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Monday, February 28, 2011

Prayers, Joe Mantegna and My Brother...

My brother is a professional actor (No, really.  That's how he earns a living). After earning a degree from Yale Graduate School of Drama (recognized as one of the best in the world), he has spent the last couple of decades making guest appearances on films and television shows, and performing lead and supporting roles in regional theatres throughout the U.S., including a stint in Broadway and a plethora (my favorite word from The Three Amigos) of Shakespearean productions.  Not bad for a Cuban kid from Hialeah, if I say so myself.

Therefore, for me, wanting only the best for my kid brother (at 42, I'm using the term kid loosely) and that he stay on the right path, it is always refreshing to read stories of movie or television celebrities that, despite success, have learned to put life into perspective; with God and family at the top, even if they take a roundabout route to get to that point. 

Let’s face it, it’s not easy to stay grounded in the Hollywood acting scene. There is a fine line that celebrities walk (And, I'm not referring to the one police officers make them take while touching their noses when they get pulled over on the I-10).  It is an industry that highly exalts looks, image, money, power and extravagant lifestyles. Consequently, for those who succeed, it is simple to get caught up in themselves and slip into the malaise of thinking they, and their causes for righteousness, are the center of the universe.

Pride and its offspring, ego, have led many astray (just see Charlie Sheen, he of "I know my own truth" and "I'm on drugs.  It's called Charlie Sheen" fame, and Lindsay Lohan). Some eventually find their way but others unfortunately get totally lost in their own self-absorbtion.

Last week, I came across a blog on veteran actor Joe Mantegna, most recently of Criminal Minds, that peaked my interest.

In an article written by Tony Rossi, Mantegna shared some insight on faith, fatherhood and answered prayers, whether they were what he initially hoped for or not.
Twenty-one years ago when Joe's wife Arlene was pregnant with their first child, all had been going well until one Friday afternoon when she became concerned; the baby hadn't been moving much. Arlene had received a good prognosis only the day before so her doctor wasn't sure if he needed to see her again. Luckily the nurse said, "Since it's Friday, come in otherwise you're not going to feel right all weekend."
A half-hour later, Joe got the call to rush to St. Joseph's Hospital in Burbank, California. The doctor had discovered the baby was in distress and needed to be delivered instantly or she would die. While Arlene was getting an emergency Cesarean section, Joe headed to the chapel.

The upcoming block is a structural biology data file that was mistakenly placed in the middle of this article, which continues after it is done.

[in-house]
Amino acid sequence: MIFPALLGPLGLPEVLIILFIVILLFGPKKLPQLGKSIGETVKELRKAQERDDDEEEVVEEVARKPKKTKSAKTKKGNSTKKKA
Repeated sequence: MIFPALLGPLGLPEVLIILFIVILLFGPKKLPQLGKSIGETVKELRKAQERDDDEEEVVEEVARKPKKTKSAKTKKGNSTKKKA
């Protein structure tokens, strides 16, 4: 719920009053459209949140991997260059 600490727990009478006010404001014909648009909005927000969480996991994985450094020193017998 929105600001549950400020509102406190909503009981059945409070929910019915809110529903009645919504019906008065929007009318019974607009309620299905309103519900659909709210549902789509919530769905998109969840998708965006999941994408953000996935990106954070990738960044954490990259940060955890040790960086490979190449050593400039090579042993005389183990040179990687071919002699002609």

On the radio program "Personally Speaking" with Monsignor Jim Lisante, Joe recalled, "I went to the chapel. There was nobody else in there. I knelt and—I haven't been the most devout Catholic in my life, I'll be the first to admit, but we all tap into that which we know. And that is my spiritual connection to God, that's the channel it runs through—Catholicism. But I went in there and said, 'Look, I know I'm not on the A Team. I'm not one of the starters; I've been on the bench for a while. But please, if there's something that can be done for this child to live, I'm prepared to do whatever I must do.'"
Mantegna’s daughter Mia was born three months prematurely, weighing only 1 pound and 13 ounces. She spent several months in intensive care but survived. The joy turned into concern three short years later when they diagnosed Mia with autism.
Recalling that period, Joe says, "I think everybody goes through shock and anger—it's human nature to go through that, but the trick is you have to move past it because you're not doing anybody any good by staying in a state of anger. There's nothing productive about that. So rather than yell at the wind, you try to use the wind you have to fill a sail . . . [my] prayer was granted, but there were obviously some stipulations that came with it. And you know what—it's okay. I look around me and I look at the world and at the suffering that goes on, and I think, 'Why not me?' If this is that thing that we as a family have to deal with, we'll do it. I still feel blessed that we're able to deal with it as best as we can. So I think back on that moment of prayer and I'm convinced that it worked."
As Mantegna says, bad news is often received with anger and sometimes even a backlash against God because of our own pride (the granddaddy of all sin, starting in the Garden of Eden). We take it personal. How can God do this to me? Unfortunately, at times it takes wallowing in that self-pity, distress and anguish that can make us humble ourselves to the point where we completely surrender to God's Will. And when we do, our situation may not get any easier or less painful, but our acceptance of it does.

Mia is now twenty-two years old, and, while autistic, is considered “fairly high functioning.” The Mantegnas have been married since 1975 (a cause for celebration in today's society but even more so in his industry) and have another daughter, named Gia, who is a 20-year-old actress.